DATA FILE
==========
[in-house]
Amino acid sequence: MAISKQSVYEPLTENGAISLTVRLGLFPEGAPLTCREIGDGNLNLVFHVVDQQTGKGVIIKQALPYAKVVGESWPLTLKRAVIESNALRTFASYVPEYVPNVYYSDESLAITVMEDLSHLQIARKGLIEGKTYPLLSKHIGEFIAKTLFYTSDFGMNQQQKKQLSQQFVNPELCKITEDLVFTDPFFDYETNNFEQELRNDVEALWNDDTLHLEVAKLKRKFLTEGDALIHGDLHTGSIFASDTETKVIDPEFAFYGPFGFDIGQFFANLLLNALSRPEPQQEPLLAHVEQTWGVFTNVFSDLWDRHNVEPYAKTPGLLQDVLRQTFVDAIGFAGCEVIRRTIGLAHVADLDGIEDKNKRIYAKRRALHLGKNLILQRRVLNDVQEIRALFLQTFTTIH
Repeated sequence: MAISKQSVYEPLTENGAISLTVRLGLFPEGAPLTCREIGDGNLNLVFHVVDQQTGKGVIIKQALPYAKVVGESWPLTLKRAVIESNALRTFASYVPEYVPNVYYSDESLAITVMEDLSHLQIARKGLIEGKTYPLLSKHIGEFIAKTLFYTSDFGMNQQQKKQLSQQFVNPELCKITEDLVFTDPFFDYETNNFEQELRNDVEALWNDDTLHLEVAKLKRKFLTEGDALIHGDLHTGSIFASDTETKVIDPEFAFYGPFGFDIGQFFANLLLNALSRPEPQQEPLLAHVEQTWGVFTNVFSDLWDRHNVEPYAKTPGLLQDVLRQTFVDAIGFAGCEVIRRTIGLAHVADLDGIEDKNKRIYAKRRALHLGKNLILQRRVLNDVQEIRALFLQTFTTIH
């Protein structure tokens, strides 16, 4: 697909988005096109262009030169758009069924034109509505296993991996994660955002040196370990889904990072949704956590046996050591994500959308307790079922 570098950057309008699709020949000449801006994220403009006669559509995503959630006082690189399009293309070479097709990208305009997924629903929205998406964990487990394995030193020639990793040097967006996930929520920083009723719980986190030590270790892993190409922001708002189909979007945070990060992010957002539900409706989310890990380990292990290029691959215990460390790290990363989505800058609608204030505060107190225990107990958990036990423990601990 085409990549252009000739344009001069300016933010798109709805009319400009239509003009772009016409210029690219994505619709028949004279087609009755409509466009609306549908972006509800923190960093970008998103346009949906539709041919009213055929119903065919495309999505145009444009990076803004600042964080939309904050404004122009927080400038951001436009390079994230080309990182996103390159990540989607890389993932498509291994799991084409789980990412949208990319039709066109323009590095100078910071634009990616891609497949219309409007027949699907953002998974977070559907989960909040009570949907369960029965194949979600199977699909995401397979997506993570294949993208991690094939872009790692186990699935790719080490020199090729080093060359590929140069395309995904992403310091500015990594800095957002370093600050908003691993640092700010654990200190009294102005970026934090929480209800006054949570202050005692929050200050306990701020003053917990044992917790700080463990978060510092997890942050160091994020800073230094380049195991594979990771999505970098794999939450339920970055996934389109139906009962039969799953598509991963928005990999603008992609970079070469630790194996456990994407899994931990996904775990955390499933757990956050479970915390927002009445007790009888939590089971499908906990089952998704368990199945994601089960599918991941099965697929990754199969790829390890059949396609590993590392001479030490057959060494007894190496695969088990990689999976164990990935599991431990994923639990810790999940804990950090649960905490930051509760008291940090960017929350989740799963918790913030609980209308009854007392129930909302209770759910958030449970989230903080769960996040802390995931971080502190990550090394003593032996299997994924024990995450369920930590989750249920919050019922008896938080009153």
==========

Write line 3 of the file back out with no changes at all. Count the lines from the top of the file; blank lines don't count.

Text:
Repeated sequence: MAISKQSVYEPLTENGAISLTVRLGLFPEGAPLTCREIGDGNLNLVFHVVDQQTGKGVIIKQALPYAKVVGESWPLTLKRAVIESNALRTFASYVPEYVPNVYYSDESLAITVMEDLSHLQIARKGLIEGKTYPLLSKHIGEFIAKTLFYTSDFGMNQQQKKQLSQQFVNPELCKITEDLVFTDPFFDYETNNFEQELRNDVEALWNDDTLHLEVAKLKRKFLTEGDALIHGDLHTGSIFASDTETKVIDPEFAFYGPFGFDIGQFFANLLLNALSRPEPQQEPLLAHVEQTWGVFTNVFSDLWDRHNVEPYAKTPGLLQDVLRQTFVDAIGFAGCEVIRRTIGLAHVADLDGIEDKNKRIYAKRRALHLGKNLILQRRVLNDVQEIRALFLQTFTTIH